Why WandaVision Works As A Sitcom Series

WandaVision as a sitcom Marvel series
Credit: Marvel Studios

WandaVision as a sitcom Marvel series
Credit: Marvel Studios

From its first episode, there was absolutely no doubt that WandaVision would be different from any MCU project that came before it. There was a ton of expectation for the Elizabeth Olsen and Paul Bettany starrer considering it's the billion-dollar franchise's first-ever mini-series.

WandaVision didn’t have your typical Marvel trope out in the open, at least not until the sitcom aspect was eliminated and characters like Monica Rambeau and Agatha Harkness got to expose who they truly were.

So, really, why does WandaVision work as a sitcom series despite being part of the billion-dollar franchise?

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Why is WandaVision a Sitcom? The Exploration of Wanda’s Grief

WandaVision not in color
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Credit: Marvel Studios

The events of WandaVision are what happened right after the end of Avengers: Endgame, which means Wanda has returned from the Blip along with half of the universe’s population.

The first thing that came to her mind after defeating Thanos was to visit SWORD’s headquarters, where she found Vision being dissected in the lab since his Vibranium-made body was under government property.

To the world, Vision was but an android invention of Tony Stark. But to Wanda, Vision is everything she could’ve asked for in building her own family. And the gist is nobody understood her.

The government immediately viewed her as a criminal going against the Sokovia Accords, a threat, rather than as a human being grieving over the corpse of her partner.

WandaVision showrunner Jac Schaeffer previously shared why she wanted to evoke Wanda’s grief through the Sitcom genre of the series:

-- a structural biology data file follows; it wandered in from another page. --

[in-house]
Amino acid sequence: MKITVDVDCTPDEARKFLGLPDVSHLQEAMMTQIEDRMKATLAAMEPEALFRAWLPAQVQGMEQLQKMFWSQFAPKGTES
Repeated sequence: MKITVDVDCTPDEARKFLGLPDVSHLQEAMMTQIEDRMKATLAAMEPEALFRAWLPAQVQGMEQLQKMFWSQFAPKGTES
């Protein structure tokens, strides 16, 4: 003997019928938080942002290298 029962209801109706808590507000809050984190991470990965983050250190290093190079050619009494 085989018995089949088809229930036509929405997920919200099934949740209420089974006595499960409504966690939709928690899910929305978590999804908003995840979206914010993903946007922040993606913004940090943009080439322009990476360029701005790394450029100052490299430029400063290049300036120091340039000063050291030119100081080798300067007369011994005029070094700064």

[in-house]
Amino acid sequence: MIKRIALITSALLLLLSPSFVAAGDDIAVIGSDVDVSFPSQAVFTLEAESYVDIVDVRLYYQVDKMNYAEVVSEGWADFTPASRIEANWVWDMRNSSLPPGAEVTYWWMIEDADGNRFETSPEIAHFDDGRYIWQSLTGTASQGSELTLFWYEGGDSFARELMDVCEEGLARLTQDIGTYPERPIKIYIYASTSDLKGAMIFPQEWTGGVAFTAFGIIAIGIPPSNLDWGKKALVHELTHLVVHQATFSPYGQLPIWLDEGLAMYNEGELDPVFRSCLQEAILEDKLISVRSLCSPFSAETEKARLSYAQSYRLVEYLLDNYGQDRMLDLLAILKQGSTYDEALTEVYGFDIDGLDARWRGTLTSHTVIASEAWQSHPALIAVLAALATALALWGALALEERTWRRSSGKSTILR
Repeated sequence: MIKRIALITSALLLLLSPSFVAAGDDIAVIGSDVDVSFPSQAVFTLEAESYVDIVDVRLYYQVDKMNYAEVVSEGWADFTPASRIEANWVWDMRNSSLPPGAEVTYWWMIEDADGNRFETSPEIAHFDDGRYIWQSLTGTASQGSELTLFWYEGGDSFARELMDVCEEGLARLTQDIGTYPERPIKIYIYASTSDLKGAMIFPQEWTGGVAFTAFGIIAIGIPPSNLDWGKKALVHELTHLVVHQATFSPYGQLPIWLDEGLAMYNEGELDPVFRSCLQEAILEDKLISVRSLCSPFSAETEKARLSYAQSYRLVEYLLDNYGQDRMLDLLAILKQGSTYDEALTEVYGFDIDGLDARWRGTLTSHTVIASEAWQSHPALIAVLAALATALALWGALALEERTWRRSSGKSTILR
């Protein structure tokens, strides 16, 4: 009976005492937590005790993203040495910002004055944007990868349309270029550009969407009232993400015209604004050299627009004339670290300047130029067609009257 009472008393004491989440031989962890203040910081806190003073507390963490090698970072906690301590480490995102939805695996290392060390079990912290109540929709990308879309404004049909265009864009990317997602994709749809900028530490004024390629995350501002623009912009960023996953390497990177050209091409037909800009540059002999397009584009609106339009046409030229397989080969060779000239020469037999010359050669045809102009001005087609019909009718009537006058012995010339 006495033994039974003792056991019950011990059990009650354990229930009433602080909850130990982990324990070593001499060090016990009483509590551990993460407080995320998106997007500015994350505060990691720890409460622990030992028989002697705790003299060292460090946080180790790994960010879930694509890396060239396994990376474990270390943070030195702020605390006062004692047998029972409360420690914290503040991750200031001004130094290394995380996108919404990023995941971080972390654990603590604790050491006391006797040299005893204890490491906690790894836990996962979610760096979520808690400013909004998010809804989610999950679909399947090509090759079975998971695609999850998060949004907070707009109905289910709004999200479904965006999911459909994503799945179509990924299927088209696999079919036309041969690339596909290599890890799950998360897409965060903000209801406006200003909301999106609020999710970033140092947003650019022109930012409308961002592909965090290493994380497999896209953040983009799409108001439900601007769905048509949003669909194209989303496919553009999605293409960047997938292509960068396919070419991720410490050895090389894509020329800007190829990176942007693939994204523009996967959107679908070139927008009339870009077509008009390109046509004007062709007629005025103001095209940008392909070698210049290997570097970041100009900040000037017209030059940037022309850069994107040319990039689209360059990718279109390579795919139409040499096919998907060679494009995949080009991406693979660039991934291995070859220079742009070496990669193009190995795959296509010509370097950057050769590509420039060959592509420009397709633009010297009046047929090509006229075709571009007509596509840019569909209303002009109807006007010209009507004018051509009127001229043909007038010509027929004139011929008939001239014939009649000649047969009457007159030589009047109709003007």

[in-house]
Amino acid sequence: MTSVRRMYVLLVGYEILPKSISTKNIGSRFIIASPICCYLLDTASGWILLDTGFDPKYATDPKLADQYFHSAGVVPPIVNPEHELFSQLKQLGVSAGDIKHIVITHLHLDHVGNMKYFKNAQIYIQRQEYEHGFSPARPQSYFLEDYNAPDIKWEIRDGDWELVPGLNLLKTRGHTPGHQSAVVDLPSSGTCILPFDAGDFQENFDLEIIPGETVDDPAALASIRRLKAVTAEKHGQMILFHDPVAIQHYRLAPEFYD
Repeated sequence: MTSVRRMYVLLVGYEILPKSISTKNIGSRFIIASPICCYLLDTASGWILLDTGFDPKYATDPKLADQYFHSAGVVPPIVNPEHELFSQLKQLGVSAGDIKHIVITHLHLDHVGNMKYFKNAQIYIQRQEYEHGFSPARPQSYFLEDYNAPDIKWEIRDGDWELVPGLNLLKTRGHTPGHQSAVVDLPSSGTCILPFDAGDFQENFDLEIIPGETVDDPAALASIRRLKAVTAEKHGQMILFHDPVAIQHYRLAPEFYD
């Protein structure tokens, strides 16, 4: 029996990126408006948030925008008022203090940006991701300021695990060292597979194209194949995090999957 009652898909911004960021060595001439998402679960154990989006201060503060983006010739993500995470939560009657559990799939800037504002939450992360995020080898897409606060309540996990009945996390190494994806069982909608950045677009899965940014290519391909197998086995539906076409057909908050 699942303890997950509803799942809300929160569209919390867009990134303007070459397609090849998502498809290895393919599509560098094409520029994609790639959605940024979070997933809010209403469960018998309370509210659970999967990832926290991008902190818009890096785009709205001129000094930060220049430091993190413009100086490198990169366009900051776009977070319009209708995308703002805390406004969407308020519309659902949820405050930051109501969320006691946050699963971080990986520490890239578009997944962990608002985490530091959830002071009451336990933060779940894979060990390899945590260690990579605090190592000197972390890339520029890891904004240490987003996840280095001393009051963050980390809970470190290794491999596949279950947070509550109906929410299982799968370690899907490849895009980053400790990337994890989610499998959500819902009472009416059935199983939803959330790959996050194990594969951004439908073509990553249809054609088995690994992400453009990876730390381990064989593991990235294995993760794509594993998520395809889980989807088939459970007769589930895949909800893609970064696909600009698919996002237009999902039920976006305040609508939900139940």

‘Let’s understand what it means to be the Scarlet Witch.’ That was the box that we needed to check. This was always going to be an exploration of Wanda’s grief. And so let’s do that in the most elegant and moving way that we can. With the sitcoms, it was all, ‘How do we do that and not have it all be a big mess?’

Sitcom series, or any form of a TV show for that matter, is always a depiction of a fake perfect life of the characters within the confinements of episodic series.

Any problems the characters may face can be solved within 20-30 minutes of the running episodes, which makes the perfect template for WandaVision.

As Schaeffer mentioned, they needed to explore Wanda’s grief, and what could be the complete opposite of grief if not denial and burying the subconscious desire for the negative emotion? Comedy.

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The Sitcom Effect: Wanda’s Five Stages of Grief

Wanda grieving over Vision in WandaVision
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Credit: Marvel Studios

Every episode of WandaVision presented a different era of Sitcom series, which showcases two things: Easter eggs of the genre and Wanda going through the five stages of grief.